The Drift Economy

The Drift Economy

This mobile utopia experiment will explore ideas for a radically different system of moving objects, people, information and points of view. Most mobile things on the planet move not by carrying on-board power and using it to apply force to propel themselves; countless entities such as aeolian dust, river sediment, clastic rock, bacteria, plant seeds and spores ‘piggyback’ on the major flows of the Earth system, and thus are picked up, carried along and deposited by wind systems, rivers, hillslopes and other fundamental flow systems. However, human mobility systems have largely modelled themselves on animal locomotion with its logic of self-powered motion to a predetermined location.

Could we imagine a radically different, abiomimetic mobility system, based on drift?  What might be the advantages of this approach in terms of environmental sustainability? How might it open up the human imagination to a greater appreciation of the multiple ways of being, becoming and moving enjoyed by the different entities with which we share this planet? How would society have to adjust if all journeys were powered by ambient environmental energy, and the exact destination could not be guaranteed in advance?

 

Can we imagine a radically different mobility system based on ‘drift’ – one in which we have learned how to utilize the kinds of motion employed by the inanimate parts of the Earth?

The experiment operates through three principal questions:

  1. Can we imagine a drift economy: an alternative mobility system in which moving things are powered not by (chemical) energy stored internally as fuel or batteries but solely by ambient energy – the energy that surrounds an object due to its specific location in the flows and gradients of the Earth system?
  1. What kinds of knowledge are necessary for a drift economy? To make a drift economy we may have to develop a deeper understanding of the world around us: the shape of the land, river catchments and wind systems, rhythms of flow, the physics of motion and the various barriers that might prevent moving in and out of flow.
  1. How would society have to be organized differently in a drift economy dependent on ambient energy and passive motion?  In what ways might such a future be better – or worse?

This experiment brings together the science of drift with speculation on utopias of drifting beings, objects, materials, relations and messages.  Employing films, immersive experiences and drifting devices, the experiment challenges participants to observe and attune to drifts in the local landscape of Lancaster.  These attunements and observations are the starting points for imagining alternative futures in which our societies and economies drift in agreement with the media the flow on and around Earth.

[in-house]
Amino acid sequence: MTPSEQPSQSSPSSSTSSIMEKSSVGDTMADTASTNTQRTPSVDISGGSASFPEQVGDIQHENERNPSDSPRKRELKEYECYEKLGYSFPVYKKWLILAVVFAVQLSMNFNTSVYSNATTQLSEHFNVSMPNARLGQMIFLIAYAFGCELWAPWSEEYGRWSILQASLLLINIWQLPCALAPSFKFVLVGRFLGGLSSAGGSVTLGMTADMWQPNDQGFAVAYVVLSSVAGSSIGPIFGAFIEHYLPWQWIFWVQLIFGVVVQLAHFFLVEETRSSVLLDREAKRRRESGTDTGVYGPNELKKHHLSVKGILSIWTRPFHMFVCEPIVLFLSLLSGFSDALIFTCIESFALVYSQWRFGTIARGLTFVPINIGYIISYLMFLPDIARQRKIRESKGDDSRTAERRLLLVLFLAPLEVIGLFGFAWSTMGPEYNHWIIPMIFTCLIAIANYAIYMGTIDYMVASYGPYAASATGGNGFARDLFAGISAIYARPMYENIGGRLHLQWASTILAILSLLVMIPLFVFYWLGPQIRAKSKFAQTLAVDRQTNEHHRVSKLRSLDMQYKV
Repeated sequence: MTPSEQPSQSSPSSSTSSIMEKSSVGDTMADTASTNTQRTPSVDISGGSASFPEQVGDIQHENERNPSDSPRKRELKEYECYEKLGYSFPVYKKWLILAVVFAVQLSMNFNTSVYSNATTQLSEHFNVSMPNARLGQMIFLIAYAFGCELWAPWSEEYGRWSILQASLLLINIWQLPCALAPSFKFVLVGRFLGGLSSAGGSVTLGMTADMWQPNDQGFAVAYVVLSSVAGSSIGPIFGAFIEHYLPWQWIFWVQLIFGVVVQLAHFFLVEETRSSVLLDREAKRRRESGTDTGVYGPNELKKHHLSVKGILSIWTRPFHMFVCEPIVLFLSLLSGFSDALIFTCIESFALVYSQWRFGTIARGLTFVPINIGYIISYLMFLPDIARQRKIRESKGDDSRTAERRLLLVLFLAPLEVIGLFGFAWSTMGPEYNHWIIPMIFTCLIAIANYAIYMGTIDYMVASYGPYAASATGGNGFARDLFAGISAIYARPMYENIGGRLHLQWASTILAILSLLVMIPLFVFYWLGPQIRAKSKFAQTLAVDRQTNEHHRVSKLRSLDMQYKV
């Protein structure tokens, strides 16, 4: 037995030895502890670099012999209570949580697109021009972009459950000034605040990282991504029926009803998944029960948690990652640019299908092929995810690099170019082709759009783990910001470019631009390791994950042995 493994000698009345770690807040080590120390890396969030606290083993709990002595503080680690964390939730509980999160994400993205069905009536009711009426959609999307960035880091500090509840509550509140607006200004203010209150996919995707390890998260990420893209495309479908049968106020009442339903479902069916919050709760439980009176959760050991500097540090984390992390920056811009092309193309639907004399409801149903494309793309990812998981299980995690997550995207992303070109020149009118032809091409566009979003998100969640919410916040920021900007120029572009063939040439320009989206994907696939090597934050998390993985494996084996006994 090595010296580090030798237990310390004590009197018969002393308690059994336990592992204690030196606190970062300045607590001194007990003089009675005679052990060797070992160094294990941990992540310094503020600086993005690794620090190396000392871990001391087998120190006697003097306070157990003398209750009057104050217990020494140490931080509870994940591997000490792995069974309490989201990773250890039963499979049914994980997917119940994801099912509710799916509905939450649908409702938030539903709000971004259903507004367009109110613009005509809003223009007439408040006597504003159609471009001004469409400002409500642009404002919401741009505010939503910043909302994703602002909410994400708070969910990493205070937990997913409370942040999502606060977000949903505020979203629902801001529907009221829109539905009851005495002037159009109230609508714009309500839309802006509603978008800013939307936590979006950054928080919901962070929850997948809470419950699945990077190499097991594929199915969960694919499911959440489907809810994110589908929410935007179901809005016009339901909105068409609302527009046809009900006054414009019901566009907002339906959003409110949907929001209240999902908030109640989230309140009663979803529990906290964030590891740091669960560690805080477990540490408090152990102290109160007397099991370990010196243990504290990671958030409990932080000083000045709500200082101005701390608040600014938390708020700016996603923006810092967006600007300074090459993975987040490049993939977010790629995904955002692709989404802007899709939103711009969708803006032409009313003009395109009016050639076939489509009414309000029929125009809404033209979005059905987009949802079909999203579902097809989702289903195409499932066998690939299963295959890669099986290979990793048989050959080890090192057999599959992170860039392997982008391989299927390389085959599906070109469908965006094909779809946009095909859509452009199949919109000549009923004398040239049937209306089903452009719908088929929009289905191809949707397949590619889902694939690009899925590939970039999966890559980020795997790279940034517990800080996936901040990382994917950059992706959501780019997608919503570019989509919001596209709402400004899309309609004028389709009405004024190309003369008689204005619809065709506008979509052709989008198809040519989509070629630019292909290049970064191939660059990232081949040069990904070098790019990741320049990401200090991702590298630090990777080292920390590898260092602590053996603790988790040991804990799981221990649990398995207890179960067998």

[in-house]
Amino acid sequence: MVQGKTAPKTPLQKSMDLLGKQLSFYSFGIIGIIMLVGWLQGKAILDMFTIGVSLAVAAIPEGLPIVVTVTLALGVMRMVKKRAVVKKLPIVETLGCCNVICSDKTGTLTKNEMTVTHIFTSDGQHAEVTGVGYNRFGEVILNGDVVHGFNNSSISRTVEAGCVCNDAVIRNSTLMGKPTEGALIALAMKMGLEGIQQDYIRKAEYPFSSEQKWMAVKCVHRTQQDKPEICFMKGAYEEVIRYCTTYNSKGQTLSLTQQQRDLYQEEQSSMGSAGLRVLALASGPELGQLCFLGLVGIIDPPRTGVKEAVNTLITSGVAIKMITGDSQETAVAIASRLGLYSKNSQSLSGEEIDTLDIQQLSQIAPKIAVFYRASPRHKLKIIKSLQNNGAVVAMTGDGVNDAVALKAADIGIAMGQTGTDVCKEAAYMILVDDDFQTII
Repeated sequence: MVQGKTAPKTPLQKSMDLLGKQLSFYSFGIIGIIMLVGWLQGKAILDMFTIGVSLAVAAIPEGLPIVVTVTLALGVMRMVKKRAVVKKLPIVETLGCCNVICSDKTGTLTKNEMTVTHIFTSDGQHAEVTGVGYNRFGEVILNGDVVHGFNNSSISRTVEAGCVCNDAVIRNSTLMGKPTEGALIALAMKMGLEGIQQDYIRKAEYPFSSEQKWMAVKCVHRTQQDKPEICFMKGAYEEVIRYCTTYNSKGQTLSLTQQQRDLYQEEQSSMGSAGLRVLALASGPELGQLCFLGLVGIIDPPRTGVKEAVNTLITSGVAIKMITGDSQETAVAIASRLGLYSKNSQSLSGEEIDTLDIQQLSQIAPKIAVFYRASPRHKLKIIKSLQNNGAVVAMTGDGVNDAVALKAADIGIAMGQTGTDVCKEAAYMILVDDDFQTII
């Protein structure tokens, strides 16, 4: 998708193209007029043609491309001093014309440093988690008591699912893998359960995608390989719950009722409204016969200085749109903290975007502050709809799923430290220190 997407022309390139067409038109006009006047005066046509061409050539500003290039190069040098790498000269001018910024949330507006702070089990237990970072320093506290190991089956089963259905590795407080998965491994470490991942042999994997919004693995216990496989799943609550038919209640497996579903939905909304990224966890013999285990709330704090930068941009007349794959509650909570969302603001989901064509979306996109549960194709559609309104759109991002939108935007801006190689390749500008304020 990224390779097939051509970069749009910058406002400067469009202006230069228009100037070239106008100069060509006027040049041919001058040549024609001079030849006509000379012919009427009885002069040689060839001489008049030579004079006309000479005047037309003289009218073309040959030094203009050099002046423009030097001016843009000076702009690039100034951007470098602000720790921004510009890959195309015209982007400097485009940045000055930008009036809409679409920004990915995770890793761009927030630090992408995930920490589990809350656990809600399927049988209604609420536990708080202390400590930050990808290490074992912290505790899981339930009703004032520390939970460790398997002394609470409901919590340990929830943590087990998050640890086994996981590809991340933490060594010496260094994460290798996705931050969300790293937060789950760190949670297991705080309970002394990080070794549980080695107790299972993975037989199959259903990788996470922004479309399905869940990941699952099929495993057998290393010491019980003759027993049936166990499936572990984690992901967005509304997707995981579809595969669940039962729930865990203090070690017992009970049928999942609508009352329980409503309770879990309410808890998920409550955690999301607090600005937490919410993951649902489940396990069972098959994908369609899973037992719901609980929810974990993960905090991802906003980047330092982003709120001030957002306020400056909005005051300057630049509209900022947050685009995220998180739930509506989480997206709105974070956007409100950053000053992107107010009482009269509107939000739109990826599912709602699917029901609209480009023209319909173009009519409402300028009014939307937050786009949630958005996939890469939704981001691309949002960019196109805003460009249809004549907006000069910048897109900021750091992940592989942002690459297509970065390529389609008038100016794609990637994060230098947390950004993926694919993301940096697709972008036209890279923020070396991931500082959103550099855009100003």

Experimental Design

The workshop will have three stages, in which participants will be able to experiment with drift and imagine a future drift economy.

Part 1: Experiments in Drift

Participants will have the opportunity:

  • to read a short illustrated explanation of drift as a form of motion;
  • to experience a range of immersive virtual reality first-person drift experiences;
  • to play with a range of drift-capable objects using local environmental gradients and flows of air and water (and to make driftable objects of their own), and
  • to document their own experiments, conceptions and visions of drift through spontaneous short films.

Part 2: Drifting in the Current

This will take place around a stylized map of Lancaster and surroundings that expresses features of the area’s slopes, hydrology, atmospheric currents and other major material flows. Participants will be encouraged to share their own experiences of drift in nonliving and living things, and how they use their knowledge of flows and slopes in everyday mobility practices.  This will be used as the basis for a discussion of the diverse roles played by flow and drift in the lives of local residents – both negative and positive – and to start to build a more complex picture of different subgroups and social practices that are impacted by or already exploit drift processes.

Part 3: Drifting into the Future

Participants will be encouraged to develop and contribute their own ideas and visions for a drift-based mobility system and inscribe them onto the shared diorama (map) of Lancaster, using pens, pinned symbols and objects.  The map will also extend figuratively into the ether (on the walls), where participants can freely draw wider visions and speculations about possible drifty futures.

Project team

Adam Fish

Adam Fish

email Adam Fish

Bron Szerszynski

Bron Szerszynski

email Bron Szerszynski

Sasha Engelmann

Sasha Engelmann

email Sasha Engelmann

Funders

Project Updates